It had a custom green paint job with gold flakes shot in and a white vinyl top and tinted windows. I do not have any photos of my ride but included the photos as samples of the style .
He knew I had his back and I knew he had mine I relied upon his size and he upon my wits. He knew I exploited his size to our advantage and he used my whiteness to gain admission to situations he could then exploit. So we explored a lot of dangerous territory together with our merry band of fellow criminal pranksters.
We went separate ways eventually, but kept in touch. Years later he told me that he and some of the guys had talked about kidnapping me for ransom since my family had money. We never discussed whether they planned to kill me to protect their identities but I am sure it was part of the discussion. He also admitted he had harbored a grudging respect and even fear of some other street pals I ran with occasionally who had a propensity for violence.
When Tiny was in his 40s, he got caught and prosecuted for a bank robbery in Uptown. By then I was a social worker with street kids. We hung out some before he went off to prison. He was very stoic about his fate, wouldn’t give the names of his accomplices in exchange for a lighter sentence. He was sent to a federal hospital prison because he had diabetes and suffered from chronic pain which was the result of a stomach bypass back when the stapled your stomach.
When he came out of prison he was older, calmer and sicker. He took a job as a janitor at the Museum of Science and Industry and bought a used funeral hearse and painted it bright yellow as his daily transport. He slowly started to lose his battle with his diabetes. In his early 50s, his right leg was amputated because his circulation suffered.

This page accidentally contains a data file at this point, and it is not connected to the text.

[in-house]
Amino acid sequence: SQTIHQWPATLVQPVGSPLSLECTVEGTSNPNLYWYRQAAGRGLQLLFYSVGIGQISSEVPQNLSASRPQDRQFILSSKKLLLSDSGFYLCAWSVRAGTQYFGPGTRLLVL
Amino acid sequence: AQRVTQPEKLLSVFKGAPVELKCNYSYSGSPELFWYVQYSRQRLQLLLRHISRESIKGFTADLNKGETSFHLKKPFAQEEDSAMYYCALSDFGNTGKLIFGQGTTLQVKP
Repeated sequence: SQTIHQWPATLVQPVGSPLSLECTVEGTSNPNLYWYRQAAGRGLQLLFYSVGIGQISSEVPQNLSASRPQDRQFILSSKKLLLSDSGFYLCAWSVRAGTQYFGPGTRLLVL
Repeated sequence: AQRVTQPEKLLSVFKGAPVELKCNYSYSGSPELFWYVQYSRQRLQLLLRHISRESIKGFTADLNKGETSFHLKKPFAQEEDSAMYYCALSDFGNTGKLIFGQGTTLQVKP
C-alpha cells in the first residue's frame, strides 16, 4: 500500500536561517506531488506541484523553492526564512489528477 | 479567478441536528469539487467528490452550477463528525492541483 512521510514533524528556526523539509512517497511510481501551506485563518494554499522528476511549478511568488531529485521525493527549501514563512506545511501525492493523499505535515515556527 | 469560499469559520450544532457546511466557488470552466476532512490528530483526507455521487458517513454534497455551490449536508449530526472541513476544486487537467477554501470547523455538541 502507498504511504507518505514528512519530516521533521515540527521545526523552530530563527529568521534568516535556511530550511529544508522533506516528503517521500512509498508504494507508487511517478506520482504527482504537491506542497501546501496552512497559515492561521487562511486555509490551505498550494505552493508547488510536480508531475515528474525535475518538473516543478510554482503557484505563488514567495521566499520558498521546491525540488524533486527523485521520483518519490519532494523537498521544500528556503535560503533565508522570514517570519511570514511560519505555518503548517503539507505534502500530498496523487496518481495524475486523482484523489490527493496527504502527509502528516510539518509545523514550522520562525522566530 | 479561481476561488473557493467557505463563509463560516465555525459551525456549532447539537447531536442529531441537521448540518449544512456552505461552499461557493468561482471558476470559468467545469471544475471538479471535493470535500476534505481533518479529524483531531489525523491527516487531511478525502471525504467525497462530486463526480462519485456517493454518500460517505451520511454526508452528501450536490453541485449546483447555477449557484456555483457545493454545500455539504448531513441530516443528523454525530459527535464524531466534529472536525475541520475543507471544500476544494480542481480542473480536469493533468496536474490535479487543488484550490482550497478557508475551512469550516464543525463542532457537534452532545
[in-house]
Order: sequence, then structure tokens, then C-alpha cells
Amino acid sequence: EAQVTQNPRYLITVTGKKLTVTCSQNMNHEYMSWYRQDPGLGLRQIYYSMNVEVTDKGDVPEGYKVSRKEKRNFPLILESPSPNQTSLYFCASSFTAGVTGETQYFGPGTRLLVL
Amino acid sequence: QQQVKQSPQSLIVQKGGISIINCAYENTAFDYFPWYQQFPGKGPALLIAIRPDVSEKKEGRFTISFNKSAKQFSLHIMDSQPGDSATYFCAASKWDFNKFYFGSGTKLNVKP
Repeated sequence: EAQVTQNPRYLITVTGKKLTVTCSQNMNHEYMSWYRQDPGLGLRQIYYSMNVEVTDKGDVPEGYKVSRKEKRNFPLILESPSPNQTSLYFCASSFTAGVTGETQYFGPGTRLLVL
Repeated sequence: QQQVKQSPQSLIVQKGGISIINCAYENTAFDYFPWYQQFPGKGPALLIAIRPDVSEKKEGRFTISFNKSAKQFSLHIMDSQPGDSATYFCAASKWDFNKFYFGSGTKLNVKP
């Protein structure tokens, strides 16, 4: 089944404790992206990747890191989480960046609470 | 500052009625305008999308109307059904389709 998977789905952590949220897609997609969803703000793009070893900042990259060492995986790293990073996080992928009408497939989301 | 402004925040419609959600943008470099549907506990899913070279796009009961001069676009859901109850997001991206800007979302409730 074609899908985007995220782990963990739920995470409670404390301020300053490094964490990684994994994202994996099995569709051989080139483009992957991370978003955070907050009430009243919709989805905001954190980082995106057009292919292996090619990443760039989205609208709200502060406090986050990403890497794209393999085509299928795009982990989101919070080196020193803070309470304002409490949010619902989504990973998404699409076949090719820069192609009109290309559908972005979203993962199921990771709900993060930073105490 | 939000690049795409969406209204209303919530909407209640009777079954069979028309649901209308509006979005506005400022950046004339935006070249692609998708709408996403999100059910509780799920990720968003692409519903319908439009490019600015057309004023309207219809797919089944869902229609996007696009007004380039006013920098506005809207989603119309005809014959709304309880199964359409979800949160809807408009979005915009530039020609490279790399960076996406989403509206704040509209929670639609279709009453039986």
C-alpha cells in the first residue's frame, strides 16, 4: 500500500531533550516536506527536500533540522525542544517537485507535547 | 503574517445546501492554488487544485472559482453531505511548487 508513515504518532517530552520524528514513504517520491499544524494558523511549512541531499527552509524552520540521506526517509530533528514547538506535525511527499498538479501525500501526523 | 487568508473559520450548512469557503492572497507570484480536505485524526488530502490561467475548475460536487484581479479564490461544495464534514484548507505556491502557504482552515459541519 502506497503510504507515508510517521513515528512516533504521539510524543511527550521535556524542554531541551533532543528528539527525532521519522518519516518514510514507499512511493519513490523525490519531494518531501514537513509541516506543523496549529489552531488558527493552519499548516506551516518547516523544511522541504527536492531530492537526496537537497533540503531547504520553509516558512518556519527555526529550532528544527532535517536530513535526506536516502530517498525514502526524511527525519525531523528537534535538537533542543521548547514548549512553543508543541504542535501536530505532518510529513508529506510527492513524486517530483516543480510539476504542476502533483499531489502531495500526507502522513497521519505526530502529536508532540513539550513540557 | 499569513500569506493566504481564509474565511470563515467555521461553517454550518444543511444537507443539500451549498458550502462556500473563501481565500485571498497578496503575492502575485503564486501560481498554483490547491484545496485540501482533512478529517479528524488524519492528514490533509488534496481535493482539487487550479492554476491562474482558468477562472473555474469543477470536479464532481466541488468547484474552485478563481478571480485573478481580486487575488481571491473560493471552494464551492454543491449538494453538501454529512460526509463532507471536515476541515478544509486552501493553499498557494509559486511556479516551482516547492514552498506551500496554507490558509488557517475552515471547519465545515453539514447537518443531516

I was now a lawyer and he my client because a Chicago transit authority bus improperly secured him on a return trip from the hospital. A sudden stop by the transport, threw him to the ground and ruptured his stitches where he had just had his leg amputated.
Before I could resolve his personal injury claim, he died. His brother told me he suffered badly in the end as further amputations were needed. He died in the hospital.
At the funeral I saw and sat with some of the old gang, most I had not seen in many years. We scoffed as we listened to a eulogy that was sterilized for public consumption.
Some day I will recollect more. Nothing learned in those days ever went to waste. My skills as a social worker and lawyer were well-served by my time spent with Marshall Jackson aka Tiny. So many lived so fast and died too young.